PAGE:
And as our City of St. Augustine's namesake, Saint Augustine, said it best, "An unjust law is no law at all."

Sheriff ADKINSON is the poster child for dull Republican lawmen who are not happy unless they're making someone else unhappy -- that's their business plan.  This uncouth, unkind, unChristian lawman needs to back off until Walton County Commissioners and courts get to address the issue.  Arresting people this holiday weekend will embarrass Walton County and create a potential public relations disaster and civil rights liability.   People will vacation elsewhere, avoiding the hassle. 

Nothing good can come from this, Sheriff ADKINSON.  

The electorate in Walton County should pray pray for you to get decent legal and PR advice, and to stop threatening beachgoers. 

This will not end well for you, unless you aspire to have a Hollywood movie made about your patently unjust campaign to make our public beaches safe for "property rights." 

California protects the rights of beachgoers, not rich property owners, and has issued millions of dollars in fines for obstructing beach access.  Its California Coastal Commission should be studied and learned from by our legislators.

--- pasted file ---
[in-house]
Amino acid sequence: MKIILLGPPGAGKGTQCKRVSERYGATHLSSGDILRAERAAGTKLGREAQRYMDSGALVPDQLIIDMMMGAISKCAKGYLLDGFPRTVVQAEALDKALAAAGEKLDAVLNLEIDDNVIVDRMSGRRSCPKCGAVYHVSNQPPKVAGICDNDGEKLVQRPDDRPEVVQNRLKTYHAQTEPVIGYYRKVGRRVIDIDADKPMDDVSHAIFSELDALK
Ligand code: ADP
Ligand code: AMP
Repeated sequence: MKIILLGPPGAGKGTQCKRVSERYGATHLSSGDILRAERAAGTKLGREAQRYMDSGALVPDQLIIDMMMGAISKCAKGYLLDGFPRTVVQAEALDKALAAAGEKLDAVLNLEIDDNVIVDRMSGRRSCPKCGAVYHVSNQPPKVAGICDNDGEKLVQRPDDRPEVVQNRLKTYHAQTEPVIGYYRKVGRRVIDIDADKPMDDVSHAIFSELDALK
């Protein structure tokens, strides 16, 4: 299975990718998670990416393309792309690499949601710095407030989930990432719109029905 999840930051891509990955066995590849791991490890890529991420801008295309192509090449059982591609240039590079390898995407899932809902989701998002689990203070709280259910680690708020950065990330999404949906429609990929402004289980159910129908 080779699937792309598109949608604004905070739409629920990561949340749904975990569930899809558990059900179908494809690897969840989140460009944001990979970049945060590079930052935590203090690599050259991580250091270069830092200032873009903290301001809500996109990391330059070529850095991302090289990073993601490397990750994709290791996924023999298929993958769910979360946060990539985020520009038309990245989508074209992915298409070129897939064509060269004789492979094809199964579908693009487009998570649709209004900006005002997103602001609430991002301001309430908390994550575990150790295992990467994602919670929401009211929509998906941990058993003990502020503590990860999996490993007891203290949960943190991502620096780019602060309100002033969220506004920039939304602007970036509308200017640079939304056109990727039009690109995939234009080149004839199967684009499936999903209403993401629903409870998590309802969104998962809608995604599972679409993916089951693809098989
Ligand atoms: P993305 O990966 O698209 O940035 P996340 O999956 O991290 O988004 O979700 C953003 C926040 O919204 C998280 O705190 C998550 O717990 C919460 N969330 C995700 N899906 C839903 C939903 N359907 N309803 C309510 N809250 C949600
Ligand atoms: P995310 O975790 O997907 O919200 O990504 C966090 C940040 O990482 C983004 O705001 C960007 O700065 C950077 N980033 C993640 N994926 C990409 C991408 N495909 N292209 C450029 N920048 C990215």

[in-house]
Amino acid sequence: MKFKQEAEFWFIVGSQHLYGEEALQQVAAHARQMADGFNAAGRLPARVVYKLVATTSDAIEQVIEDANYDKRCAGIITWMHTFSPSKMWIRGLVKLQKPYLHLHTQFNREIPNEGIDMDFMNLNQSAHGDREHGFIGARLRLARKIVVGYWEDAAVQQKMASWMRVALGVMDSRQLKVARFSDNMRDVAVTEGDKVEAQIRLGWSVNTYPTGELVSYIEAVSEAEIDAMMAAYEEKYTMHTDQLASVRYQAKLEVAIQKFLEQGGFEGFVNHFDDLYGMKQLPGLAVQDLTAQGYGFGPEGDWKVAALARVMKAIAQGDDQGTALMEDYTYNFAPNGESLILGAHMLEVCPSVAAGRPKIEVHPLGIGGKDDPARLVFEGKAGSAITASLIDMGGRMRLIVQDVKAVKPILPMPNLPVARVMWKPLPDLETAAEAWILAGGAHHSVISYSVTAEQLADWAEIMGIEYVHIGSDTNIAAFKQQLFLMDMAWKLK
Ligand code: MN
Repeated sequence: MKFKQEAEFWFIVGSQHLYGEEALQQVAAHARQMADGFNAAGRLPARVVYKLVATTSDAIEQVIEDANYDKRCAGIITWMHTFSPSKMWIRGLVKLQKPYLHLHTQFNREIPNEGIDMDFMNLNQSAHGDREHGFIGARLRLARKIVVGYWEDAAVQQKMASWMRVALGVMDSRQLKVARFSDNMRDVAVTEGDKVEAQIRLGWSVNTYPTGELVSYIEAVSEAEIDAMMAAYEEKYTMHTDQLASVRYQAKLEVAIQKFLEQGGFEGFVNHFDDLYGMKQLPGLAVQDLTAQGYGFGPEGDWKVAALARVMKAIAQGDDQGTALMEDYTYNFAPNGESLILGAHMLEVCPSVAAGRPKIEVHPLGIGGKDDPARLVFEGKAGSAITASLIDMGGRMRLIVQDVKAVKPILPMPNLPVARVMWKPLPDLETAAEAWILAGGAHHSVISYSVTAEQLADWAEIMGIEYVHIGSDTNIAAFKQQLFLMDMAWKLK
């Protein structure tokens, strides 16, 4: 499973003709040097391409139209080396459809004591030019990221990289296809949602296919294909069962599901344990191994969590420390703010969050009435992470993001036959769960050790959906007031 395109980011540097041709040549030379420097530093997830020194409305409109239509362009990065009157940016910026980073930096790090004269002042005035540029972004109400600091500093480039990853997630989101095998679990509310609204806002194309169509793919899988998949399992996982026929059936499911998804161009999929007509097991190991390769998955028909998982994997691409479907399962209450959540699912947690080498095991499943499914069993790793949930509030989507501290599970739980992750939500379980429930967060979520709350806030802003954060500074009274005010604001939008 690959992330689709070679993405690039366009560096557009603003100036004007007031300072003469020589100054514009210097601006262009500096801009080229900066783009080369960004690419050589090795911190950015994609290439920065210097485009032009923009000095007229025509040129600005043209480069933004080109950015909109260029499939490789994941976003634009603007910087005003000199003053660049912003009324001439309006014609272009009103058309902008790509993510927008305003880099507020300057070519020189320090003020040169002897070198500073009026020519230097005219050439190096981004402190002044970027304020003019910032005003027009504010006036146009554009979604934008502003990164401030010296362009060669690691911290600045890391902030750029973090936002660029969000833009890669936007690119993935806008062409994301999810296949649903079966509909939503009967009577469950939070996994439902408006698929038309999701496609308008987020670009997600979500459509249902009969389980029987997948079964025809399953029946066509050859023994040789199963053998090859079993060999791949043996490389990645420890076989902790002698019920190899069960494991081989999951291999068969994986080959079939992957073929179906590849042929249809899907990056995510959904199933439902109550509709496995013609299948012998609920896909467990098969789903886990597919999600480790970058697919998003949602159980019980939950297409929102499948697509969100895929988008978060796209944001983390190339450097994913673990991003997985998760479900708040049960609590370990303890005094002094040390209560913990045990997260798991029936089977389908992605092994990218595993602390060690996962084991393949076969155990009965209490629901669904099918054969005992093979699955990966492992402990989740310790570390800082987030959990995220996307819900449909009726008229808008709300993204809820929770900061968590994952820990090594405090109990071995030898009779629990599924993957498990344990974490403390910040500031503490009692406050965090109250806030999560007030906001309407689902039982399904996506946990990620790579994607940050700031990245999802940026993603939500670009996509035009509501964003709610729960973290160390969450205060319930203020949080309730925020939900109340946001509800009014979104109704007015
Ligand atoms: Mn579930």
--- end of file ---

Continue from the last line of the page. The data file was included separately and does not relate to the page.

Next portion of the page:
Nice job, Sheriff, you put the fear of rich guys into every family going to the beach in redneck peckerwood Walton County, a traditionally Klucked-up Ku Klux Klan county, one that tellingly supported Newt Gingrich in the January 31, 2012 Republican Presidential Preference Primary.

Like large parts of west Florida, is Walton County still populated by deluded ninnies, boobies, bigots, yahoos and redneck peckerwoods?  They elected and re-elected supine, supercilious Sheriff MICHAEL A. ADKINSON, JR., a lickspittle for the rich and powerful.

Meanwhile,  here's the bio of this insipid porcine "Sheriff*," MICHAEL A. ADKINSON, JR., followed by news coverage of his Southern segregationist-style plans to arrest Walton County beach goers on the Independence Day weekend, when we honor our Founders for standing up to British oppression.